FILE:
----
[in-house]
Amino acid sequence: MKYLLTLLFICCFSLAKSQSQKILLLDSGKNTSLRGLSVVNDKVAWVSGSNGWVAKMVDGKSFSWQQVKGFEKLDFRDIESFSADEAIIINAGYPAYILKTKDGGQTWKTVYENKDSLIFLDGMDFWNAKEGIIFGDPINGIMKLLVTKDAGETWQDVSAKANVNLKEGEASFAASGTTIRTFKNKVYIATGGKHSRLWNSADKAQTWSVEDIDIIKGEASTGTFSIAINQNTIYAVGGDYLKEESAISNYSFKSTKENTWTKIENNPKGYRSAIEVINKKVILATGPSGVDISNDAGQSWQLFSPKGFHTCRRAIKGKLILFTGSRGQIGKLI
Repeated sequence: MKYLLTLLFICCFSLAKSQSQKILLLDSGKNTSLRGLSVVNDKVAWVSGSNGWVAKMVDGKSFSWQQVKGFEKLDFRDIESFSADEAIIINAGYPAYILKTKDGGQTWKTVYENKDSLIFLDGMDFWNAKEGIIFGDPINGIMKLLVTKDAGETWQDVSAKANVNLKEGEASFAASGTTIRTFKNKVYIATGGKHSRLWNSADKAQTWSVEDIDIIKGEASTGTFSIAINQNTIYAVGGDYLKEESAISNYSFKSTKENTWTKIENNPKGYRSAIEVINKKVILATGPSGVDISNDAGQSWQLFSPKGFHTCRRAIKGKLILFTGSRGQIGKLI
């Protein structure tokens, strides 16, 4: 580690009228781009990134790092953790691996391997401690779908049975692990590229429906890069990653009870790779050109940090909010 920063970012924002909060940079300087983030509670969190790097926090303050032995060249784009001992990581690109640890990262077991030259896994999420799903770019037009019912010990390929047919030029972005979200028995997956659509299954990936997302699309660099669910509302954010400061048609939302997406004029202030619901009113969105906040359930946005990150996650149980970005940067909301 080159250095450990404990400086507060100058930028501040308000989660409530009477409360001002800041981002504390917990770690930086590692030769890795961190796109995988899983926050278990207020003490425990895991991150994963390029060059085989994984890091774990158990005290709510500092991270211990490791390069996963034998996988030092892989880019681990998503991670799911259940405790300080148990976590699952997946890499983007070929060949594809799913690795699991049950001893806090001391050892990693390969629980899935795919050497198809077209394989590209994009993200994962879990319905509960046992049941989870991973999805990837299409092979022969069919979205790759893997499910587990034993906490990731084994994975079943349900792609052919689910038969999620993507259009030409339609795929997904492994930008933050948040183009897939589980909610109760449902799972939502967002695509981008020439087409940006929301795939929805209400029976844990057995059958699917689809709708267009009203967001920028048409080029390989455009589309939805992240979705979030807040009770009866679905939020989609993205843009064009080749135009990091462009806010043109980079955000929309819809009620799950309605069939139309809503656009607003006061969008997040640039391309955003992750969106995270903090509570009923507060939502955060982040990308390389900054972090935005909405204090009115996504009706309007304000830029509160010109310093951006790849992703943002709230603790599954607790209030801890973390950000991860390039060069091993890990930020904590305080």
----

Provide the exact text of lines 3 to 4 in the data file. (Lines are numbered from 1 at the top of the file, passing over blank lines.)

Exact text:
Repeated sequence: MKYLLTLLFICCFSLAKSQSQKILLLDSGKNTSLRGLSVVNDKVAWVSGSNGWVAKMVDGKSFSWQQVKGFEKLDFRDIESFSADEAIIINAGYPAYILKTKDGGQTWKTVYENKDSLIFLDGMDFWNAKEGIIFGDPINGIMKLLVTKDAGETWQDVSAKANVNLKEGEASFAASGTTIRTFKNKVYIATGGKHSRLWNSADKAQTWSVEDIDIIKGEASTGTFSIAINQNTIYAVGGDYLKEESAISNYSFKSTKENTWTKIENNPKGYRSAIEVINKKVILATGPSGVDISNDAGQSWQLFSPKGFHTCRRAIKGKLILFTGSRGQIGKLI
């Protein structure tokens, strides 16, 4: 580690009228781009990134790092953790691996391997401690779908049975692990590229429906890069990653009870790779050109940090909010 920063970012924002909060940079300087983030509670969190790097926090303050032995060249784009001992990581690109640890990262077991030259896994999420799903770019037009019912010990390929047919030029972005979200028995997956659509299954990936997302699309660099669910509302954010400061048609939302997406004029202030619901009113969105906040359930946005990150996650149980970005940067909301 080159250095450990404990400086507060100058930028501040308000989660409530009477409360001002800041981002504390917990770690930086590692030769890795961190796109995988899983926050278990207020003490425990895991991150994963390029060059085989994984890091774990158990005290709510500092991270211990490791390069996963034998996988030092892989880019681990998503991670799911259940405790300080148990976590699952997946890499983007070929060949594809799913690795699991049950001893806090001391050892990693390969629980899935795919050497198809077209394989590209994009993200994962879990319905509960046992049941989870991973999805990837299409092979022969069919979205790759893997499910587990034993906490990731084994994975079943349900792609052919689910038969999620993507259009030409339609795929997904492994930008933050948040183009897939589980909610109760449902799972939502967002695509981008020439087409940006929301795939929805209400029976844990057995059958699917689809709708267009009203967001920028048409080029390989455009589309939805992240979705979030807040009770009866679905939020989609993205843009064009080749135009990091462009806010043109980079955000929309819809009620799950309605069939139309809503656009607003006061969008997040640039391309955003992750969106995270903090509570009923507060939502955060982040990308390389900054972090935005909405204090009115996504009706309007304000830029509160010109310093951006790849992703943002709230603790599954607790209030801890973390950000991860390039060069091993890990930020904590305080």